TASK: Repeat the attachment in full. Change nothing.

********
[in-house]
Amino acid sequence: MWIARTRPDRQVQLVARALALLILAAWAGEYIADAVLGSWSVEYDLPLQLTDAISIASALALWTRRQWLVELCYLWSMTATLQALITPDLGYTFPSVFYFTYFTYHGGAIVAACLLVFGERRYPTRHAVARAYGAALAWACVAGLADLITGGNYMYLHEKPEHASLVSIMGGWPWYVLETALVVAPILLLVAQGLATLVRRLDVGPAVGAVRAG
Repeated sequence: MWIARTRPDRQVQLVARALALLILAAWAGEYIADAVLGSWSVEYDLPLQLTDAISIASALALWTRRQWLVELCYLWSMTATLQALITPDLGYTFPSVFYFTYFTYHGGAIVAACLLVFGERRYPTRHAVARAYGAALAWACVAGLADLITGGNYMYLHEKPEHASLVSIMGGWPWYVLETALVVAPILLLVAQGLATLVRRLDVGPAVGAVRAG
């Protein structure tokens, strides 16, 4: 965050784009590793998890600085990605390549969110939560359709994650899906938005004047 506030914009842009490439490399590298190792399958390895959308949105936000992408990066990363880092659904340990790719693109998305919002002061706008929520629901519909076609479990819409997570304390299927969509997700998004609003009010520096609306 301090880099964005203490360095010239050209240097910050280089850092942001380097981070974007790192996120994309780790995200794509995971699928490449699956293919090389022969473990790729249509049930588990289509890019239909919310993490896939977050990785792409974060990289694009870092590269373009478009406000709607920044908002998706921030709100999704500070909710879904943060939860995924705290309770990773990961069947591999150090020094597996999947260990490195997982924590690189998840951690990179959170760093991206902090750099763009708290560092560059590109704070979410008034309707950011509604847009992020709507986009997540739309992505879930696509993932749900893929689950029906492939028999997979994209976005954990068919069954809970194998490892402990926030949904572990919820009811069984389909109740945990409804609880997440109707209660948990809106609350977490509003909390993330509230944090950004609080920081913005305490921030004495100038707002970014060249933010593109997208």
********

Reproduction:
[in-house]
Amino acid sequence: MWIARTRPDRQVQLVARALALLILAAWAGEYIADAVLGSWSVEYDLPLQLTDAISIASALALWTRRQWLVELCYLWSMTATLQALITPDLGYTFPSVFYFTYFTYHGGAIVAACLLVFGERRYPTRHAVARAYGAALAWACVAGLADLITGGNYMYLHEKPEHASLVSIMGGWPWYVLETALVVAPILLLVAQGLATLVRRLDVGPAVGAVRAG
Repeated sequence: MWIARTRPDRQVQLVARALALLILAAWAGEYIADAVLGSWSVEYDLPLQLTDAISIASALALWTRRQWLVELCYLWSMTATLQALITPDLGYTFPSVFYFTYFTYHGGAIVAACLLVFGERRYPTRHAVARAYGAALAWACVAGLADLITGGNYMYLHEKPEHASLVSIMGGWPWYVLETALVVAPILLLVAQGLATLVRRLDVGPAVGAVRAG
């Protein structure tokens, strides 16, 4: 965050784009590793998890600085990605390549969110939560359709994650899906938005004047 506030914009842009490439490399590298190792399958390895959308949105936000992408990066990363880092659904340990790719693109998305919002002061706008929520629901519909076609479990819409997570304390299927969509997700998004609003009010520096609306 301090880099964005203490360095010239050209240097910050280089850092942001380097981070974007790192996120994309780790995200794509995971699928490449699956293919090389022969473990790729249509049930588990289509890019239909919310993490896939977050990785792409974060990289694009870092590269373009478009406000709607920044908002998706921030709100999704500070909710879904943060939860995924705290309770990773990961069947591999150090020094597996999947260990490195997982924590690189998840951690990179959170760093991206902090750099763009708290560092560059590109704070979410008034309707950011509604847009992020709507986009997540739309992505879930696509993932749900893929689950029906492939028999997979994209976005954990068919069954809970194998490892402990926030949904572990919820009811069984389909109740945990409804609880997440109707209660948990809106609350977490509003909390993330509230944090950004609080920081913005305490921030004495100038707002970014060249933010593109997208």